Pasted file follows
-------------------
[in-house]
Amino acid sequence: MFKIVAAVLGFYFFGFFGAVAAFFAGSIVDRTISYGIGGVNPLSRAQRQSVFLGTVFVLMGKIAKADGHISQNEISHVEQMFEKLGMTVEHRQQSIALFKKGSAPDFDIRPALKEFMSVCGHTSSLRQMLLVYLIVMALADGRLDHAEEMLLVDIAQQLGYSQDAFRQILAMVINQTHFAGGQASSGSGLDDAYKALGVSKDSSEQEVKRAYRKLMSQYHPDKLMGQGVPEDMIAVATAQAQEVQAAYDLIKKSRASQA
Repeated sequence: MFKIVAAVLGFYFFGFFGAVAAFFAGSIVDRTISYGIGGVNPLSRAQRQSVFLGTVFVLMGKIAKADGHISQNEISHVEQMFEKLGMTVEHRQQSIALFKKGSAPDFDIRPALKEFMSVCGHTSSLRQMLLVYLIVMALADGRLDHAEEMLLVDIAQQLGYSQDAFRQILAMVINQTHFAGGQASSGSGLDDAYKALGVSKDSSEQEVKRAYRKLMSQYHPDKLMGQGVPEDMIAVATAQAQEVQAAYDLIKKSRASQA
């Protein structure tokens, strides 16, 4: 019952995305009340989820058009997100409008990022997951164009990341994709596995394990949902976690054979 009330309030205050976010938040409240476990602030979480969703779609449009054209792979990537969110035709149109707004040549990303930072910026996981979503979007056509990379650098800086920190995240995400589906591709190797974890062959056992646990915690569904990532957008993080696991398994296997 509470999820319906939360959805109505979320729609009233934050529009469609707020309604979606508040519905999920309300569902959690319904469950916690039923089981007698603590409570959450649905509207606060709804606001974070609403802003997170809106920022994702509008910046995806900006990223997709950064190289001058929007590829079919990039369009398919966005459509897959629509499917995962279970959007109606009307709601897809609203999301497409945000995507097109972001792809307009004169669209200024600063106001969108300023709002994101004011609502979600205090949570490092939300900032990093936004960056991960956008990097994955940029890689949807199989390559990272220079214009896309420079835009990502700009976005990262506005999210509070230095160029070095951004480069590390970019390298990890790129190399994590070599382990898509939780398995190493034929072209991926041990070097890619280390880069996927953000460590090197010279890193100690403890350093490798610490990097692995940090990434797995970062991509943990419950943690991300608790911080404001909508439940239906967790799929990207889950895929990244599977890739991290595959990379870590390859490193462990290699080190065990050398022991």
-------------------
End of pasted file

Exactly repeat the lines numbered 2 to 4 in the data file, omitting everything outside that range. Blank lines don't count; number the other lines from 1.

Amino acid sequence: MFKIVAAVLGFYFFGFFGAVAAFFAGSIVDRTISYGIGGVNPLSRAQRQSVFLGTVFVLMGKIAKADGHISQNEISHVEQMFEKLGMTVEHRQQSIALFKKGSAPDFDIRPALKEFMSVCGHTSSLRQMLLVYLIVMALADGRLDHAEEMLLVDIAQQLGYSQDAFRQILAMVINQTHFAGGQASSGSGLDDAYKALGVSKDSSEQEVKRAYRKLMSQYHPDKLMGQGVPEDMIAVATAQAQEVQAAYDLIKKSRASQA
Repeated sequence: MFKIVAAVLGFYFFGFFGAVAAFFAGSIVDRTISYGIGGVNPLSRAQRQSVFLGTVFVLMGKIAKADGHISQNEISHVEQMFEKLGMTVEHRQQSIALFKKGSAPDFDIRPALKEFMSVCGHTSSLRQMLLVYLIVMALADGRLDHAEEMLLVDIAQQLGYSQDAFRQILAMVINQTHFAGGQASSGSGLDDAYKALGVSKDSSEQEVKRAYRKLMSQYHPDKLMGQGVPEDMIAVATAQAQEVQAAYDLIKKSRASQA
């Protein structure tokens, strides 16, 4: 019952995305009340989820058009997100409008990022997951164009990341994709596995394990949902976690054979 009330309030205050976010938040409240476990602030979480969703779609449009054209792979990537969110035709149109707004040549990303930072910026996981979503979007056509990379650098800086920190995240995400589906591709190797974890062959056992646990915690569904990532957008993080696991398994296997 509470999820319906939360959805109505979320729609009233934050529009469609707020309604979606508040519905999920309300569902959690319904469950916690039923089981007698603590409570959450649905509207606060709804606001974070609403802003997170809106920022994702509008910046995806900006990223997709950064190289001058929007590829079919990039369009398919966005459509897959629509499917995962279970959007109606009307709601897809609203999301497409945000995507097109972001792809307009004169669209200024600063106001969108300023709002994101004011609502979600205090949570490092939300900032990093936004960056991960956008990097994955940029890689949807199989390559990272220079214009896309420079835009990502700009976005990262506005999210509070230095160029070095951004480069590390970019390298990890790129190399994590070599382990898509939780398995190493034929072209991926041990070097890619280390880069996927953000460590090197010279890193100690403890350093490798610490990097692995940090990434797995970062991509943990419950943690991300608790911080404001909508439940239906967790799929990207889950895929990244599977890739991290595959990379870590390859490193462990290699080190065990050398022991």